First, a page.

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Education leaders vow to continue supporting undocumented students after DACA repeal

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Hong Mei Pang, a former DACA recipient and current immigration program manager for Chinese for Affirmative Action, speaks during a news conference at San Francisco City Hall on Tuesday, September 5, 2017 in response to President Donald Trump’s decision to end the Deferred Action for Childhood Arrivals program. (Jessica Christian/S.F. Examiner)
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Education leaders throughout San Francisco and California expressed unwavering support for undocumented students and employees in the education system following President Donald Trump’s decision to repeal of the Deferred Action for Childhood Arrivals program.

In the days leading up to Trump’s decision Tuesday to phase out DACA in six months unless Congress provides a legislative solution, educational institutions have had to confront tough questions about the impact the repeal will have on undocumented students and educators.

DACA was established by former President Barack Obama in 2012 and has since granted some 790,000 immigrants nationwide who meet certain conditions with deportation relief, access to social security numbers, work permits and education, according to data released by the U.S. Citizenship and Immigration Services.

California is the state with the highest DACA initial recipients, counting some 223,000.
“In California, we don’t put dreams — or Dreamers — on hold,” California Community Colleges Chancellor Eloy Ortiz Oakley declared in a statement Tuesday, stating continued support for undocumented students attending the state’s 114 community colleges.

“The California Community Colleges remain committed to serving all students, regardless of immigration status and to providing safe and welcoming environments in which to learn,” said Oakley, adding that community college leaders would “advocate tirelessly in Congress for a permanent solution to this issue.”

Students attending any of the 11 City College of San Francisco campuses would will not be affected in regards to tuition or enrollment, CCSF Trustee Tom Temprano said.

Rather, CCSF administrators will strategize around providing additional resources to undocumented students, through “policy changes” or bolstering resources at VIDA, an on-campus resource center specifically serving undocumented students.

“Our students will perhaps need additional mental health resources and counseling. It’s a traumatic experience that this president is putting on young people in this country,” Temprano said.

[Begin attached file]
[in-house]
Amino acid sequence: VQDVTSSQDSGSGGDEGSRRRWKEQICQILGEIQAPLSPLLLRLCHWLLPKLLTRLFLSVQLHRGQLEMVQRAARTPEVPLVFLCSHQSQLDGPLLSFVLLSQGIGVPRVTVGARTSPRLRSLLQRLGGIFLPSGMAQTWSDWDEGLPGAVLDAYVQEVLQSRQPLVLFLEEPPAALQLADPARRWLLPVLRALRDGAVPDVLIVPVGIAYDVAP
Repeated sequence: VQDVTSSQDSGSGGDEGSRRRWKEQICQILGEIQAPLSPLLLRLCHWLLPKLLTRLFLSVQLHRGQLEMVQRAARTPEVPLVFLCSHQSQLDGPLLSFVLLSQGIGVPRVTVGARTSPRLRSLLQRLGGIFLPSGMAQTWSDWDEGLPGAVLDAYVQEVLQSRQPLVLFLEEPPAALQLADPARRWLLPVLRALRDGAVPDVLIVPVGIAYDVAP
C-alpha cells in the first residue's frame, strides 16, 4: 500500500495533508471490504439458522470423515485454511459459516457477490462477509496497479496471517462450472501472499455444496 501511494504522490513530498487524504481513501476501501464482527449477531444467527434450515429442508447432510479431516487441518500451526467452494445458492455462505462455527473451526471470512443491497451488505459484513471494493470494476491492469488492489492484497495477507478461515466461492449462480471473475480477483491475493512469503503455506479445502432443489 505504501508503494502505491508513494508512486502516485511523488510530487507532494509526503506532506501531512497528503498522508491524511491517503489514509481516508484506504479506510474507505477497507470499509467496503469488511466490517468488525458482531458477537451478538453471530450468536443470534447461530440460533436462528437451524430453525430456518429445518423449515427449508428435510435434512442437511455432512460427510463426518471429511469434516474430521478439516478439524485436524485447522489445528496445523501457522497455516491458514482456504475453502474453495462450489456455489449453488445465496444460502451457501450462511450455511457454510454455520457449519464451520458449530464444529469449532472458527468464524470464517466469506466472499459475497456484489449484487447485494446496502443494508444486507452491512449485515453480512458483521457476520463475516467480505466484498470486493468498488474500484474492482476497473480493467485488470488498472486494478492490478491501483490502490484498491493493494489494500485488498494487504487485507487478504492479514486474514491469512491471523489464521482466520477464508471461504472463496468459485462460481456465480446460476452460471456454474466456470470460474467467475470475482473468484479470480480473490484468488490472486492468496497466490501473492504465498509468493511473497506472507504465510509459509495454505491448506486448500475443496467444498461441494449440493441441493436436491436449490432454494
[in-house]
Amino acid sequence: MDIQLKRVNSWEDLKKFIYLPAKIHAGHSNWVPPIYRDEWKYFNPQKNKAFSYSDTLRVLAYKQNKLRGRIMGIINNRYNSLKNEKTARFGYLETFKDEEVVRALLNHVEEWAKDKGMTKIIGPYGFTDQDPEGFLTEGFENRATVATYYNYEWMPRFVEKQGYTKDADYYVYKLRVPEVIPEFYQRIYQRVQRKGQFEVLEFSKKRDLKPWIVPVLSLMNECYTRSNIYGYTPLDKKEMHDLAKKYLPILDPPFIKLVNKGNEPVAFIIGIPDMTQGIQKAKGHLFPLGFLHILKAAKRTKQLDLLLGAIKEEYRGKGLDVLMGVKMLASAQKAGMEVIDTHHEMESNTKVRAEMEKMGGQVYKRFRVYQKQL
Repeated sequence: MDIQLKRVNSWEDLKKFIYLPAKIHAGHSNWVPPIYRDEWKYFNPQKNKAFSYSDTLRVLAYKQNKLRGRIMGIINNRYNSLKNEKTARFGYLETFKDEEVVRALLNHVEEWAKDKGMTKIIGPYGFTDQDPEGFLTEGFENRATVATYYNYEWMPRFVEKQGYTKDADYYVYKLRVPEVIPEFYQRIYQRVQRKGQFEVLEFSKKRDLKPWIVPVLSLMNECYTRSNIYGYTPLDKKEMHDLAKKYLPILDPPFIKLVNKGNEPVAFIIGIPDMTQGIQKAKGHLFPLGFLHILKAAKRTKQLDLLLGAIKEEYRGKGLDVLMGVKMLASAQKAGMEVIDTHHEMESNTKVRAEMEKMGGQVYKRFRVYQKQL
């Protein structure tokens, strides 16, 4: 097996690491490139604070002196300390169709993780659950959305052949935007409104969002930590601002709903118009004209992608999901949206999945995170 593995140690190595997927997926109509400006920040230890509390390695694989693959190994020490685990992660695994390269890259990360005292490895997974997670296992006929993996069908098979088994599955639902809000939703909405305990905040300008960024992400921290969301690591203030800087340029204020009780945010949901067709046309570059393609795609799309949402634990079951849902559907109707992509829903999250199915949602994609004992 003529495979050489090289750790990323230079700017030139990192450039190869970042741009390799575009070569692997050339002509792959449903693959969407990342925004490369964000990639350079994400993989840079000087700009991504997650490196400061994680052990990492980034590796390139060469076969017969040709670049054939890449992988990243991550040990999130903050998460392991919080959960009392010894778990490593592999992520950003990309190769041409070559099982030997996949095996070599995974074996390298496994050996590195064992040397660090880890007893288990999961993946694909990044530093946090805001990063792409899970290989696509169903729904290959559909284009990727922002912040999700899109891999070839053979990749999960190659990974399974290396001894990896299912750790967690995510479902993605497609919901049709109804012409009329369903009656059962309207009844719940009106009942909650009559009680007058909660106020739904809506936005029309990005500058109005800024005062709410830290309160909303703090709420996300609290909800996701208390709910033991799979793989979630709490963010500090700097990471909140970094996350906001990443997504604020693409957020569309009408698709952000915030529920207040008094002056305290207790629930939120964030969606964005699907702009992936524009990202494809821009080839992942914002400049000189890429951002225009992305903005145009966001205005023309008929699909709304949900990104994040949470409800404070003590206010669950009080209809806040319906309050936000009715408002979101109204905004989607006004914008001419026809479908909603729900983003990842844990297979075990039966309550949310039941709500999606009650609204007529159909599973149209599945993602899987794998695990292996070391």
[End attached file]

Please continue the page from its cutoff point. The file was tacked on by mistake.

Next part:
California State University Chancellor Timothy White, who oversees 23 campuses throughout the state, wrote in a statement that DACA has “enabled thousands of academically qualified Californians to pursue their dreams at California State University campuses.”

An estimated 700 to 750 students attending the San Francisco State University at 1900 Holloway Ave. are undocumented, according to SFSU spokesperson Mary Kenny.

Enrollment, tuition and financial aid are not dependent on DACA status and will not be impacted for current students with the program’s repeal, White said. The same holds true for state funding under the California Dream Act, which increases access to financial aid for undocumented students, and will not change.

CSU leaders promised to take steps to assist the system’s students with the completion of their “educational pursuits,” but White painted a bleaker picture for CSU employees who are DACA recipients and will be unemployable by the school after March 5, 2018, should Congress fail to take action.

“While our hope is that members of Congress will pass legislation restoring the protections afforded by DACA, if they fail to act timely, regretfully, there are no options to allow CSU to continue to employ you,” White wrote. It’s unclear how many DACA recipients are currently employed at SFSU or throughout the CSU system.

Supervisor Hillary Ronen oversees the Mission District, which has traditionally been home to a large Latino immigrant population. At an emergency news conference held at City Hall on Tuesday, Ronen assured community members that immigrants in California will continue to have access to driver’s licenses and higher education, even with the repeal.

Still, she called the decision to “deny youth and adults who arrived in this country as children the ability to work” and to put “so many thousands of people” at increased risk of deportation, “unconscionably cruel and irrational.”

Meanwhile, San Francisco supervisors on Tuesday introduced resolution stating support for the DACA program. Among other things, the resolution calls on city agencies to provide mental health services to residents affected by the DACA repeal, and vows to hold accountable municipal agencies that violate The City’s Sanctuary City.

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